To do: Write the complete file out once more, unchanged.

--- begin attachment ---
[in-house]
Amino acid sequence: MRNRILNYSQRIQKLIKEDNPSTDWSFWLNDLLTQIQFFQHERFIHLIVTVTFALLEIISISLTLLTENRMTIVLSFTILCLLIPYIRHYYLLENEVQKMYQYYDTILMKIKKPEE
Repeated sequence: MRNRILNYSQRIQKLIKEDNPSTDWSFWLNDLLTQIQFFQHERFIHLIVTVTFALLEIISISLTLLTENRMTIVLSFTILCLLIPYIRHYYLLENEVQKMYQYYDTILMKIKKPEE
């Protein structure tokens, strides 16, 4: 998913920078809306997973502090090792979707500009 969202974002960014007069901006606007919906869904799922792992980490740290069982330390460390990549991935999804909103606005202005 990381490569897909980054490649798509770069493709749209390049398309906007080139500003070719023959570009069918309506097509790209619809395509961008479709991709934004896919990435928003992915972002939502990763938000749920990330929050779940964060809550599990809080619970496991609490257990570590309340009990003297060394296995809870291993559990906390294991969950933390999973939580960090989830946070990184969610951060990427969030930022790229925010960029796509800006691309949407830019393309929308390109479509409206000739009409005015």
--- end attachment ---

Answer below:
[in-house]
Amino acid sequence: MRNRILNYSQRIQKLIKEDNPSTDWSFWLNDLLTQIQFFQHERFIHLIVTVTFALLEIISISLTLLTENRMTIVLSFTILCLLIPYIRHYYLLENEVQKMYQYYDTILMKIKKPEE
Repeated sequence: MRNRILNYSQRIQKLIKEDNPSTDWSFWLNDLLTQIQFFQHERFIHLIVTVTFALLEIISISLTLLTENRMTIVLSFTILCLLIPYIRHYYLLENEVQKMYQYYDTILMKIKKPEE
């Protein structure tokens, strides 16, 4: 998913920078809306997973502090090792979707500009 969202974002960014007069901006606007919906869904799922792992980490740290069982330390460390990549991935999804909103606005202005 990381490569897909980054490649798509770069493709749209390049398309906007080139500003070719023959570009069918309506097509790209619809395509961008479709991709934004896919990435928003992915972002939502990763938000749920990330929050779940964060809550599990809080619970496991609490257990570590309340009990003297060394296995809870291993559990906390294991969950933390999973939580960090989830946070990184969610951060990427969030930022790229925010960029796509800006691309949407830019393309929308390109479509409206000739009409005015």